Suns send Tourists packing

August 07, 2004|by BOB PARASILITI

Eddy Martinez-Esteve, don't touch that dial.

Any adjustment the Hagerstown Suns' newly acquired outfielder plans to make might only change his focus.

Martinez-Esteve showed that a new team in a new town on a new level of baseball might be only as hard as you make it on Friday by hitting a decisive three-run home run with two outs in the eighth to lift the Suns to a 5-2 win over the Asheville Tourists.

Martinez-Esteve completed his second night in town by going 2-for-4 with four RBI to pace the Suns to a second straight win. He was San Francisco's second-round pick - and top selection - in June's amateur draft out of Florida State. He played 10 games for Salem-Keizer before his promotion to Hagerstown, where he is 4-for-9 (.444) with five RBI in his first two games.

"I'm just trying to make adjustments," Martinez-Esteve said. "I'm trying to get used to hitting with a wooden bat and the surroundings and the type of game. It game moves a lot faster now."


He stopped it in its tracks in the eighth inning, ruining Asheville's attempt to benefit from situational pitching matchups in a 2-2 tie.

Asheville reliever Jeff Watchko hit Jay Knowlton with a pitch and allowed Tim Hutting to single in the hole at second base after getting the first out and before being lifted for left-handed Melvin Rosario to face Travis Ishikawa.

Rosario was lifted after striking out Ishikawa for right handed Steve Thomas to face right-handed swinging Martinez-Esteve. After backing away from a tight, inside fastball, Martinez-Esteve pounced on a Thomas change-up and drove it over the right-field fence to give the Suns all they needed for the win.

"It was a good pitch to hit," Martinez-Esteve said. "I didn't know the setup ... I just came out trying to hit the ball hard. Going to the opposite field is my bread and butter, but I'll hit the ball anywhere it's pitched."

The homer was a big lift for the Suns, who were short-handed in the bullpen with a possibility of extra innings looming on the horizon.

"The big boy got that hit and it was huge with two outs," Suns manager Mike Ramsey said. "He got the change and really stayed back on the ball. He's got a good approach and knows what he's doing up there."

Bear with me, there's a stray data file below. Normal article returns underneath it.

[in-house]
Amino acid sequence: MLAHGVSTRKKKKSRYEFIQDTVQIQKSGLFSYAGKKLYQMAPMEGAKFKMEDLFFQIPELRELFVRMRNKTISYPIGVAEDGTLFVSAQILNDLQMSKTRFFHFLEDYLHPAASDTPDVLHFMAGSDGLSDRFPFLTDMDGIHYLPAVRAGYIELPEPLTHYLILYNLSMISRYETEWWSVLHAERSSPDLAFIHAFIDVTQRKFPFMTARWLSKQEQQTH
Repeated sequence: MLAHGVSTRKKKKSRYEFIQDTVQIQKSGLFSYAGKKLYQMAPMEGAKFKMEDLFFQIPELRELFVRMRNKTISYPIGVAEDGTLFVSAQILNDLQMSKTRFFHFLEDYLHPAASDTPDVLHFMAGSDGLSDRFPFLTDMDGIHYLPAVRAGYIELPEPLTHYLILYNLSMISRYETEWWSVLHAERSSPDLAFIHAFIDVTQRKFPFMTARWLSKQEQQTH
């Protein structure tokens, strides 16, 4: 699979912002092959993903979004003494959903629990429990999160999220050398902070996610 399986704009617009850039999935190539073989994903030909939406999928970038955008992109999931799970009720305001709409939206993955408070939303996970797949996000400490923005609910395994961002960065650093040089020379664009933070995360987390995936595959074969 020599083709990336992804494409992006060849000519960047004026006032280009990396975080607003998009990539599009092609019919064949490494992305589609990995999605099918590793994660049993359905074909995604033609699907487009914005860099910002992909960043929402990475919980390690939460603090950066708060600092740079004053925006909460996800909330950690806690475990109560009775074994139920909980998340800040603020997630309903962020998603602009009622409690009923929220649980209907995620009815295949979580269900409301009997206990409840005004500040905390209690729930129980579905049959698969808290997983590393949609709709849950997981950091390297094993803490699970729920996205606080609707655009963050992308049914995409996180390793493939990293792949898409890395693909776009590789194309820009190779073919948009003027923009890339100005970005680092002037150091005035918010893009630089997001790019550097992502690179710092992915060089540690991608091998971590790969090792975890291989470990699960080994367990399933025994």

Martinez-Esteve got the chance to show his ability thanks to the outing by Hagerstown starter Mike Musgrave, who allowed one run on two hits over six innings. Aaron Sobieraj allowed the tying run in an inning of work, before giving way to Tim Alvarez, who pitched the final two innings for his 22nd save.

Musgrave, a converted reliever, gave the Suns a second straight quality start of at least six innings, easing the pressure on a strapped bullpen.

"That good start by Musgrave was huge again," Ramsey said. "I didn't want to use Sobieraj, but told him I would use him it would be one inning if needed. After that I had, Alvarez and (Travis) Nesmith out there only, because (Jesse) Floyd will starting on Monday."

The Suns will receive starting pitcher Daniel Portorreal and reliever Ryan Callahan. Portorreal was the starting pitcher for the 2003 home opener.

The Suns took a 1-0 lead in the first when Knowlton doubled and scored on Martinez-Esteve's single. Asheville tied the game in the third on Randy Blood's fielder's choice.

Hagerstown regained the lead in the fourth when Ishikawa led off with a double and scored on Mike Wagner's single. The lead didn't hold up as the Tourists tied the game at 2-2 in the seventh on Joe Gaetti's RBI double, setting the stage for Martinez-Esteve and his adjustments.

"You can tell he has a good idea of what he's doing," Suns hitting coach Hector Torres said. "He stays inside the ball. Good prospects always find a way ... You can see he's a real find."

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